This story is about Rita and Mel and a Christmas song — no, make that “The Christmas Song.”
“Chestnuts roasting on an open fire,
Jack Frost nipping at your nose.”
Rita O’Donnell was just 15 years old and a sophomore at Coughlin High School in 1940 when she got a call from her older sister, Aileen, who was dancing as a member of the Rockettes at Radio City Music Hall.
Aileen urged Rita to quit school — she was a 15-year-old sophomore at Coughlin — and go to New York City to join her with the Rockettes. That’s where Rita met a young stage hand — 17-year-old Mel Torme.
Rita’s brother, James “Spot” O’Donnell, 93, a resident at Wesley Village, and his daughter, Maureen Lynch, told the story of Mel and Rita. Maureen talked to Rita’s son, Kevin White, vice president and athletic director at Duke University, and Rita’s daughter, Katie White Brochu, who offered more insight into the story.
Kevin White said his mother had “a significant relationship” with Torme in the early 40s. They began dating when Rita was 16 and Mel was 17, he said. The family said Rita would tell them Mel always thought he would make it big and, to prove he could write songs, he penned one for Rita.
“That was ‘The Christmas Song,’” Maureen said. “We know there are different stories out there about how the song was put together, but Rita always said Mel wrote the song in 1941 for her.”
Yuletide carols being sung by a choir,
And folks dressed up like Eskimos.”
Those Internet accounts tell a different story about the origin of “The Christmas Song.” Basically, the other story goes that Torme was at the home of Robert Wells in 1945 and found a piece of paper with the first four lines of the song written on it. Torme sat down at a piano and he and Wells completed the song in less than an hour.
The song was first released in 1946.
“Everybody knows a turkey and some mistletoe,
Help to make the season bright.”
Maureen Lynch, Kevin White and Katie Brochu heard a different story. They said Rita saw the words to the song in 1941 and Torme wanted to prove to her he could write songs.
Torme gave Rita the lyrics to the song that were written in pencil on some scratch paper. The family says Rita had that paper in 1941 — long before the song was published.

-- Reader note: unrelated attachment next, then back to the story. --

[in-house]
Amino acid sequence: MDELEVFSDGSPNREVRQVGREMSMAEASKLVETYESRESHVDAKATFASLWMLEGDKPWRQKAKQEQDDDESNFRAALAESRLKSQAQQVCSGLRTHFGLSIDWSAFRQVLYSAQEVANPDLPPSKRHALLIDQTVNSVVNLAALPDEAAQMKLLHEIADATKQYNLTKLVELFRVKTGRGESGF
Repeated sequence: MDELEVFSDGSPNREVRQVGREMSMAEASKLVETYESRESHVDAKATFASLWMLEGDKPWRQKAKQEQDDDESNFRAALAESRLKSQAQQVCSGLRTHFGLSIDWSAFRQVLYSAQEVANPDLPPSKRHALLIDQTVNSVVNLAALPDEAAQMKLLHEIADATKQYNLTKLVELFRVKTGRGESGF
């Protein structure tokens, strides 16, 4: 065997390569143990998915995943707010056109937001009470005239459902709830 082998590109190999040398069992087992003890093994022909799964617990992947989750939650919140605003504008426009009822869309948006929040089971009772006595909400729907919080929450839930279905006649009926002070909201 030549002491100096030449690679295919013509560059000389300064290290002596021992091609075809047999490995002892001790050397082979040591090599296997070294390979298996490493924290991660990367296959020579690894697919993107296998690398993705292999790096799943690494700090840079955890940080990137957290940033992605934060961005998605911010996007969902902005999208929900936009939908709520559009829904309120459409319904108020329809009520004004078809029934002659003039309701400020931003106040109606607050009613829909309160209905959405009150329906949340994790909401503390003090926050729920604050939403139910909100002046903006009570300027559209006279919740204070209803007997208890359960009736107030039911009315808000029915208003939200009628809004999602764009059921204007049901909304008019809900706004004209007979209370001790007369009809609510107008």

“Tiny little tots with their eyes all aglow,
Will find it hard to sleep tonight.”
The relationship between Rita, a Catholic, and Torme, who was Jewish, eventually dissolved. Rita’s family said the two were engaged, but they never married. Rita and Mel each had climbing careers that required them to travel apart from one another.
Rita would go on to perform with big bands that featured Danny Kaye, Bob Hope, Frank Sinatra, Tommy Tucker and Jimmy Dorsey. She also did USO shows with Bob Hope and Bing Crosby, who called Rita “coal cracker.” She also performed many times at the famed Sardi’s restaurant in Manhattan.
“They know that Santa’s on his way,
He’s loaded lots of toys and goodies on his sleigh.”
There was that time in the late 1980s when Kevin White, then the athletic director at the University of Maine, went to see Torme’s show at the Maine Center for the Arts. Kevin got backstage and introduced himself to Torme as “Rita’s son.”
The story goes that Torme was overwhelmed to meet Kevin and yelled for a chair so he could sit down. Kevin said Torme fondly recalled Rita, telling her son that “she was so beautiful” and he often wondered what had happened to her.
Kevin didn’t tell his mother he was going to Torme’s show and she was upset when she found out.
Rita married Emerson White in 1949. Growing up in a six-floor walk-up apartment building in Brooklyn, Emerson’s best friend was Jackie Gleason, who created “The Honeymooners” based on characters from that building.
“And ev’ry mother’s child is gonna spy,
To see if reindeer really know how to fly.”
Spot O’Donnell said he never met Torme, but remembers a lot of stories Rita used to tell. He said there’s no doubt his sister’s version of “The Christmas Song” is accurate.
“We were always told that he wrote that song for Rita,” Spot said.
“So I’m offering this simple phrase,
To kids from one to ninety-two.”
That’s the story of Rita and Mel, who earned the nickname “The Velvet Fog.” Two kids who met while trying to make their mark on the world. Both had good careers, entertaining people all over the world.
Even though the best-known version of the song was done by Nat King Cole, it’s still Mel’s song that Rita said he wrote for her.
“Although it’s been said many times, many ways,
Merry Christmas to you.” ♦
This article written by Bill O’Boyle originally appeared in the Wilkes-Barre Times Leader on December 25, 2015. The article and images are republished with the permission of the Times Leader.
Bill O’Boyle is the Times Leader Media Group’s news columnist/staff writer. His popular “Beyond the Byline” column on Sundays and occasional “Feet to the Fire”commentaries are fixtures on our pages. Bill has written for the Times Leader since April 2007, covering everything from Wilkes-Barre City to presidential races and local, state and national politics to breaking news to the repair of the Wyoming Monument. A native of Plymouth now residing in Plains Township, O’Boyle volunteers with Victory Sports for adults with mental and physical challenges, the Hope Center Free Clinic of Wyoming Valley and he serves as a judge in the annual Plymouth Kielbasa Festival contest. A child of the sixties, O’Boyle often visits the site of the 1969 Woodstock Music & Art Fair in Bethel, New York, and his radio is locked into the music of that time.